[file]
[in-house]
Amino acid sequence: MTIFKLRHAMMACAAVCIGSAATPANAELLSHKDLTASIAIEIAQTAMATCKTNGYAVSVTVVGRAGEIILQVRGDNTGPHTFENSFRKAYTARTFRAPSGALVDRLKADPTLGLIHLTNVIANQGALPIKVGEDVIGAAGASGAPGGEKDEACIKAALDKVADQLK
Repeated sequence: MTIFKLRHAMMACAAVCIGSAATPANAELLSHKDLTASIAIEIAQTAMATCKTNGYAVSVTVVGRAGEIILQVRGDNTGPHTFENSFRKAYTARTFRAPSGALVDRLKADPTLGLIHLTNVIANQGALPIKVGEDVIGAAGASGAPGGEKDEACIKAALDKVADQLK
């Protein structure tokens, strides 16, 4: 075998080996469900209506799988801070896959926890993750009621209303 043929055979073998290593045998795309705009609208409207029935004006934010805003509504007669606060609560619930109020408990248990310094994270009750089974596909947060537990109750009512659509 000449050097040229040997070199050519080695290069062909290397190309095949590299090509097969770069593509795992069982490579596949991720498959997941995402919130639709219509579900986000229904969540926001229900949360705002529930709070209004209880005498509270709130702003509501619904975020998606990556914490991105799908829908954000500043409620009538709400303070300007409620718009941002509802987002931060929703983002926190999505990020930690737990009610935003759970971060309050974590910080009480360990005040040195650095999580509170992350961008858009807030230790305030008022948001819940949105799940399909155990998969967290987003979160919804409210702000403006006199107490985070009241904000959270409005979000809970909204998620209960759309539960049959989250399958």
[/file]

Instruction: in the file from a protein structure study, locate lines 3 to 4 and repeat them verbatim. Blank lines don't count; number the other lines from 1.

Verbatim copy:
Repeated sequence: MTIFKLRHAMMACAAVCIGSAATPANAELLSHKDLTASIAIEIAQTAMATCKTNGYAVSVTVVGRAGEIILQVRGDNTGPHTFENSFRKAYTARTFRAPSGALVDRLKADPTLGLIHLTNVIANQGALPIKVGEDVIGAAGASGAPGGEKDEACIKAALDKVADQLK
């Protein structure tokens, strides 16, 4: 075998080996469900209506799988801070896959926890993750009621209303 043929055979073998290593045998795309705009609208409207029935004006934010805003509504007669606060609560619930109020408990248990310094994270009750089974596909947060537990109750009512659509 000449050097040229040997070199050519080695290069062909290397190309095949590299090509097969770069593509795992069982490579596949991720498959997941995402919130639709219509579900986000229904969540926001229900949360705002529930709070209004209880005498509270709130702003509501619904975020998606990556914490991105799908829908954000500043409620009538709400303070300007409620718009941002509802987002931060929703983002926190999505990020930690737990009610935003759970971060309050974590910080009480360990005040040195650095999580509170992350961008858009807030230790305030008022948001819940949105799940399909155990998969967290987003979160919804409210702000403006006199107490985070009241904000959270409005979000809970909204998620209960759309539960049959989250399958």